Last updated: May 30, 2021

Summarytoggle arrow icon

Urethritis is an inflammation of the urethral mucosa that may be caused by various pathogens, most notably C. trachomatis, N. gonorrhea, and M. genitalium. Transmission primarily occurs as a result of unprotected sexual intercourse and it is especially prevalent in young, sexually active men. Patients typically present with urethral discharge, dysuria, and/or itching of the urinary meatus, although asymptomatic infections are common. Diagnostics include urine dipstick (pyuria, positive leukocyte esterase), staining of a urethral sample, and nucleic acid amplification testing of first-void urine. In gonococcal urethritis, Gram staining of the urethral swab demonstrates gram-negative diplococci and patients are treated with ceftriaxone; otherwise patients are treated with azithromycin or doxycycline for nongonococcal urethritis. Evaluation and treatment of all recent sexual partners is necessary to prevent recurrent infections.

Etiologytoggle arrow icon


Clinical featurestoggle arrow icon

  • Dysuria
  • Burning or itching of the urethral meatus
  • Urethral discharge: purulent , cloudy, blood-tinged, or clear
  • Initial hematuria
  • General symptoms (e.g., fever, chills, or myalgia) are uncommon in urethritis and should raise suspicion for complications (see “Complications” below).

Urethritis, especially nongonococcal urethritis, may also be asymptomatic.

Diagnosticstoggle arrow icon

Dysuria with urethral discharge and no organism on Gram staining of a urethral specimen suggest urethritis by C. trachomatis or M. genitalium.

Differential diagnosestoggle arrow icon

Because coinfection with other genitourinary tract infections is possible, the presence of one infection does not rule out urethritis.

The differential diagnoses listed here are not exhaustive.

Treatmenttoggle arrow icon

  • The initial therapy is usually empiric and, according to prior distinction based on microscopic urethral specimen evaluation, divided into either a GU or NGU regimen. [1]
  • Patients should refrain from sexual activity for 1 week after initiation of therapy.
  • All sexual partners from the 2 months prior to diagnosis should be notified, evaluated for urethritis, and offered empiric treatment.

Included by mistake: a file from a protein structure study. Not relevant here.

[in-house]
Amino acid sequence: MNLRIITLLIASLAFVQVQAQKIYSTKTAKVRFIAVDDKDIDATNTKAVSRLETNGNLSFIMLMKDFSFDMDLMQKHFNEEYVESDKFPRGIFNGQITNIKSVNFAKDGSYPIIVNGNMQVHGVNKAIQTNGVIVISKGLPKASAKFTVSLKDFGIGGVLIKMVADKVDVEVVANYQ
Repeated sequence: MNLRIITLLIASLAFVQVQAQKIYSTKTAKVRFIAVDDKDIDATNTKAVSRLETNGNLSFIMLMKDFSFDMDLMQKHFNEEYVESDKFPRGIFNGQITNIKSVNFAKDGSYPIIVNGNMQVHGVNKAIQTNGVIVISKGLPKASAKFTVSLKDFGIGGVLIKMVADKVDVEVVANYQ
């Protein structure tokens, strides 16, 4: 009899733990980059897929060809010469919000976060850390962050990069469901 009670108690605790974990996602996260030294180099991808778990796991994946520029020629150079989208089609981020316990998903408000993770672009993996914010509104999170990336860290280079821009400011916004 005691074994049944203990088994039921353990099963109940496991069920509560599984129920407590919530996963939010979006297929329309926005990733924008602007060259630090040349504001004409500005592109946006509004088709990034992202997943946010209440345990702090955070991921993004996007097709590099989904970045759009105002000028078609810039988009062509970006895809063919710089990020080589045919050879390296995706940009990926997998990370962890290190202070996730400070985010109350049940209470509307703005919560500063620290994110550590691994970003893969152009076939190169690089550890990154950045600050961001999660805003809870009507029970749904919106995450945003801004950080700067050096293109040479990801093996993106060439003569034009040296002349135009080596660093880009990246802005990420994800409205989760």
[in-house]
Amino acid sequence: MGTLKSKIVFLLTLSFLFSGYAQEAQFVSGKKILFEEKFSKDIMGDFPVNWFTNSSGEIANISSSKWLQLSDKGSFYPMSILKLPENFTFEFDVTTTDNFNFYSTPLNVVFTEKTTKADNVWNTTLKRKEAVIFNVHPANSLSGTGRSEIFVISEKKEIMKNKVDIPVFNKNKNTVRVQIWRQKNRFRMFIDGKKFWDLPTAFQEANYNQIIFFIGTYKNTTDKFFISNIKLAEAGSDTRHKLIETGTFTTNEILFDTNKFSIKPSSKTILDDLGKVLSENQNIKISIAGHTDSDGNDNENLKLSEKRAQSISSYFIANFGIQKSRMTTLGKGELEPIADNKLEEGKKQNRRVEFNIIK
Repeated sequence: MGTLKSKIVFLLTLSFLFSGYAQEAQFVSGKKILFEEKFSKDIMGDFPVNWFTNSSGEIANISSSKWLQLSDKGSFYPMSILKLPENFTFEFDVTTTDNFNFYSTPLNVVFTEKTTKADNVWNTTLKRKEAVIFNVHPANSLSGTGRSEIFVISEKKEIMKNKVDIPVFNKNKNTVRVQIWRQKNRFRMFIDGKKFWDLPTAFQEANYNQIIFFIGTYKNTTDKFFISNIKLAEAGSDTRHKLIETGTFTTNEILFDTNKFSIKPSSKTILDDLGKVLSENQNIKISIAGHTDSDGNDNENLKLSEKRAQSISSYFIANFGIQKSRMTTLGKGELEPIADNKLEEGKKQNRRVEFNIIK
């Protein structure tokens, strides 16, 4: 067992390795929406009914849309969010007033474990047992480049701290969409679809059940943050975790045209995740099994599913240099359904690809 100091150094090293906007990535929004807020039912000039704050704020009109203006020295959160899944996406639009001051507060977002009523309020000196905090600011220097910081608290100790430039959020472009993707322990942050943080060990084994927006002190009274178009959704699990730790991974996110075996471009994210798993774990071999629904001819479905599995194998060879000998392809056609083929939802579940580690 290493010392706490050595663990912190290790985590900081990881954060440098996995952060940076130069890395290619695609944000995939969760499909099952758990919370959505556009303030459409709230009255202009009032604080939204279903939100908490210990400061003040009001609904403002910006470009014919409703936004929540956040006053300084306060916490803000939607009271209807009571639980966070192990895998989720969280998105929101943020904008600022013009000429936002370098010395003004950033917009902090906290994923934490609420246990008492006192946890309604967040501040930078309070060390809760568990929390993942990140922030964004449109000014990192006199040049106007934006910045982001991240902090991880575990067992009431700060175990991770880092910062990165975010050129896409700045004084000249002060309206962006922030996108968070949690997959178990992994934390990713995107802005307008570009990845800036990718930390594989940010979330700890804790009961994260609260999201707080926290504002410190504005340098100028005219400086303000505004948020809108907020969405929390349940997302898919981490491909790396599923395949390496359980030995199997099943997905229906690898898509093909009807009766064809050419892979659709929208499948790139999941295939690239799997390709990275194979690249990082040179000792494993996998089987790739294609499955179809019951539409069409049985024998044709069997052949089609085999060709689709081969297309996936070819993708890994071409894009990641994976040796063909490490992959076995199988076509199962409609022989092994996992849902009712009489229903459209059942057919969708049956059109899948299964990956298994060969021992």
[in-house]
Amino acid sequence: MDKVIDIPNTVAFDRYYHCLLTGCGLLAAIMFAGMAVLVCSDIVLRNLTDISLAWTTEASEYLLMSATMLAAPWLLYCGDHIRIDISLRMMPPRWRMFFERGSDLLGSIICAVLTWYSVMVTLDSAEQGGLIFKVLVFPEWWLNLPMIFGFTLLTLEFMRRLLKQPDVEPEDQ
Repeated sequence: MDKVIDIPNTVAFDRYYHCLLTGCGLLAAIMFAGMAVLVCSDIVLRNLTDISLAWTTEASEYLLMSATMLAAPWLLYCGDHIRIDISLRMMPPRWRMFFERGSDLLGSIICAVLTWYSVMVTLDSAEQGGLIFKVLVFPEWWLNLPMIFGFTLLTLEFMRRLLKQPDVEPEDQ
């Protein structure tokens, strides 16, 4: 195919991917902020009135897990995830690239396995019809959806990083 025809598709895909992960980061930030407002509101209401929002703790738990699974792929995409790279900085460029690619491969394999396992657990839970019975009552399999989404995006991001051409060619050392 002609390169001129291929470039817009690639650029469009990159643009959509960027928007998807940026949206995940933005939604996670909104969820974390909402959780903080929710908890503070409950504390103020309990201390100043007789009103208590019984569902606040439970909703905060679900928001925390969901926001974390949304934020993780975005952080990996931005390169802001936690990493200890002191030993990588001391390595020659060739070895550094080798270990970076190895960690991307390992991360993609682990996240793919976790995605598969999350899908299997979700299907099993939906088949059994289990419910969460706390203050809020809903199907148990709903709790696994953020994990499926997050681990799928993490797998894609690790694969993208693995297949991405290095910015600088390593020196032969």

• Repeat NAAT 3–6 months after completion of therapy.

Sexual partners should be treated simultaneously to avoid reinfection!

Complicationstoggle arrow icon

We list the most important complications. The selection is not exhaustive.

Preventiontoggle arrow icon

Referencestoggle arrow icon

  1. Moi H, Blee K, Horner PJ. Management of non-gonococcal urethritis. BMC Infect Dis. 2015; 15: p.294.doi: 10.1186/s12879-015-1043-4 . | Open in Read by QxMD
  2. Schwartz MA, Lafferty WE, Hughes JP, Handsfield HH. Risk factors for urethritis in heterosexual men: The role of fellatio and other sexual practices. Sex Transm Dis. 1997; 24 (8): p.449-455.
  3. Urethritis. Updated: March 29, 2017. Accessed: March 29, 2017.
  4. Gaydos C, Maldeis NE, Hardick A, Hardick J, Quinn TC. Mycoplasma genitalium compared to chlamydia, gonorrhoea and trichomonas as an aetiological agent of urethritis in men attending STD clinics. Sex Transm Infect. 2009; 85 (6): p.438-440.doi: 10.1136/sti.2008.035477 . | Open in Read by QxMD
  5. Sexually Transmitted Diseases in the United States, 2008. Updated: November 16, 2009. Accessed: March 29, 2017.
  6. Brill JR. Diagnosis and Treatment of Urethritis in Men. Am Fam Physician. 2010; 81 (7): p.873-878.
  7. 2015 Sexually Transmitted Diseases Treatment Guidelines: Diseases Characterized by Urethritis and Cervicitis. Updated: June 4, 2015. Accessed: March 29, 2017.
  8. Kushner RF. Weight Loss Strategies for Treatment of Obesity: Lifestyle Management and Pharmacotherapy. Prog Cardiovasc Dis. 2018; 61 (2): p.246-252.doi: 10.1016/j.pcad.2018.06.001 . | Open in Read by QxMD

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